Friday, 13 November 2015
Letter from Douma: 'Our children are being killed'
'It usually begins in the morning, at around 8am, and lasts all day. But recently there has been a new development: now we sometimes have air strikes at night as well. We wake up when we hear the first bomb and say Alhamdulillah (thanks to God): we are still alive.
After breakfast, I go to my office - it's located in the building I live in, which helps me to minimise how much time I have to spend out on the streets. I work for the Syrian Nonviolence Movement, a civil society NGO founded in 2011, during the early days of the uprising. In terms of food, my family are among the lucky ones, as both my wife and I work. For breakfast we have labneh (strained yoghurt) or cheese and sometimes jam. And then later we have a second meal - today we had rice and tomatoes. Sometimes we have meat.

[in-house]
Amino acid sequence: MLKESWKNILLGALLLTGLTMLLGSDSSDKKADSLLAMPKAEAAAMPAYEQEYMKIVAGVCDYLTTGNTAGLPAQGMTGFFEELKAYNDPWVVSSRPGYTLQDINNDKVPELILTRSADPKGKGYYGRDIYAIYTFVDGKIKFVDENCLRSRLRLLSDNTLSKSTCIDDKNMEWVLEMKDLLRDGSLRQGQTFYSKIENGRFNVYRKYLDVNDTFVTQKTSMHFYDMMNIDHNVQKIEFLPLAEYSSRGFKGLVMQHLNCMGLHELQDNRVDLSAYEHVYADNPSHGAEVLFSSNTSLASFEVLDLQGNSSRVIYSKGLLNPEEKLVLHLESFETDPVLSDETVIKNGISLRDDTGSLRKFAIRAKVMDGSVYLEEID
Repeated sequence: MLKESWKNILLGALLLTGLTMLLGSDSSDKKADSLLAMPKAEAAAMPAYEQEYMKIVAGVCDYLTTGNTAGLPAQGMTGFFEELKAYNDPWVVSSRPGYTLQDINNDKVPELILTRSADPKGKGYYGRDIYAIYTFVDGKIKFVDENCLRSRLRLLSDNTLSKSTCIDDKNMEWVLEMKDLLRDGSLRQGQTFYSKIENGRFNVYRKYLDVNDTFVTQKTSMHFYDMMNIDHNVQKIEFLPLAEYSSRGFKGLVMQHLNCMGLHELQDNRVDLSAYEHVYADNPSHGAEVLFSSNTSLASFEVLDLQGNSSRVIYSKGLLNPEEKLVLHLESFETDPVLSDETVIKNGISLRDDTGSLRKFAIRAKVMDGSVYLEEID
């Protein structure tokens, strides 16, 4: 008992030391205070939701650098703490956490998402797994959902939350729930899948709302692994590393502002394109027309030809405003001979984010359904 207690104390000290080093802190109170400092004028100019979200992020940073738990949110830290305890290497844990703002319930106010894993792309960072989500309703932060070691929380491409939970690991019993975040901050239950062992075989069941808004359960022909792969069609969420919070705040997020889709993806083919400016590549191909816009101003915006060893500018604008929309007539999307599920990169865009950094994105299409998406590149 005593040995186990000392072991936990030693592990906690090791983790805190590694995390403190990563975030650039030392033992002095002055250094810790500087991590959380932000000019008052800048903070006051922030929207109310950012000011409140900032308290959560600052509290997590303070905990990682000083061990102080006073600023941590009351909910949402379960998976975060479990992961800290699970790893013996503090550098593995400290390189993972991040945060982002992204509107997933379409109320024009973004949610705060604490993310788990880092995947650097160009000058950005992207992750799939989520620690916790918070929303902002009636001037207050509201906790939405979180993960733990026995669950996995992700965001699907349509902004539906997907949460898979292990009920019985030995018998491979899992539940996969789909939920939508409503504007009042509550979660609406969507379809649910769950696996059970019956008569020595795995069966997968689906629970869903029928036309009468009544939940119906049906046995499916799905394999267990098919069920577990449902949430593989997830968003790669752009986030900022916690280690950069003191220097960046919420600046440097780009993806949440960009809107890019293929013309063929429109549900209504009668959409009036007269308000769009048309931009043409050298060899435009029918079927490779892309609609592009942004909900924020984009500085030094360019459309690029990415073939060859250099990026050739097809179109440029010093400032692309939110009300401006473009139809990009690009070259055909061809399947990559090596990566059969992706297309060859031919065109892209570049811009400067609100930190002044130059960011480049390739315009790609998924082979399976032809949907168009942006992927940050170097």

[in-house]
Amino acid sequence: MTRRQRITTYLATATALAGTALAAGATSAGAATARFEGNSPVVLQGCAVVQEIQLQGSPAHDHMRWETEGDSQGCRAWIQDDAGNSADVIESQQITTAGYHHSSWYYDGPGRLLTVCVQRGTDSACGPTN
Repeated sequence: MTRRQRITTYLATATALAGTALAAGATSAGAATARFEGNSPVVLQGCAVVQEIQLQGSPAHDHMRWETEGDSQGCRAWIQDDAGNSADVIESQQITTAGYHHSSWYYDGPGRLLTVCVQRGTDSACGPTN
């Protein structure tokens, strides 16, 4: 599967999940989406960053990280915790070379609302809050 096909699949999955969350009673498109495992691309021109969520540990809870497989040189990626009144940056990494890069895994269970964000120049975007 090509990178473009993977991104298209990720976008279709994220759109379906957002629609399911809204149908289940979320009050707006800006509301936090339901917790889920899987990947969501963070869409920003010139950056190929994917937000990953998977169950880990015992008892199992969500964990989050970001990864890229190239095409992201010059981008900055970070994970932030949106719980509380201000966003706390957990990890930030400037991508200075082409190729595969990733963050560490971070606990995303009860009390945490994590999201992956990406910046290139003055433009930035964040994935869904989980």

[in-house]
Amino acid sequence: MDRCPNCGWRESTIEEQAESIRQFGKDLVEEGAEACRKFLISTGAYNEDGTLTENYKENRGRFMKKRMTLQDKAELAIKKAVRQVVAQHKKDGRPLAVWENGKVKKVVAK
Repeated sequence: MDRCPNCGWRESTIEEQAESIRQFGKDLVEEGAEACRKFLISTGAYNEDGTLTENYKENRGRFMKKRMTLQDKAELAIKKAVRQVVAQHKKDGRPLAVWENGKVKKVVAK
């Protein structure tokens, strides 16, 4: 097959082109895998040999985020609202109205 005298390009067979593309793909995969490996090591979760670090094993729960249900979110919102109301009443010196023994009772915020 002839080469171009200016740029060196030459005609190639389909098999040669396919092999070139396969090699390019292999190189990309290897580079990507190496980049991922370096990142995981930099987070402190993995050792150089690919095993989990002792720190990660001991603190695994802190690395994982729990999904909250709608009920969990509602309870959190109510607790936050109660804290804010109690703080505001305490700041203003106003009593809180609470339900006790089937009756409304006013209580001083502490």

When I arrived, the city was newly liberated and there was an atmosphere of hope. Alternative schools, which do not run the state curriculum, and new organisations such as the civil defence forces and the new Douma city council were set up. There were also new cultural centres, newspapers, magazines and FM radio stations. It felt like the regime would soon fall. By October of that year, the siege had tightened. It was really hard. There was no food in the markets, no fuel, almost nothing at all, and no smugglers bringing anything in. There was no bread, and no flour to make it, no rice or potatoes.
I was here when the regime used chemical weapons to attack the eastern Ghouta area in August 2013, and we really thought that something would happen after that to stop things. If a chemical attack against children isn't a "red line", then what is? That was the international community giving Bashar al-Assad a licence to kill. They basically said - you can kill more, and you can even bring in other armies to kill people if you are short of weapons and soldiers.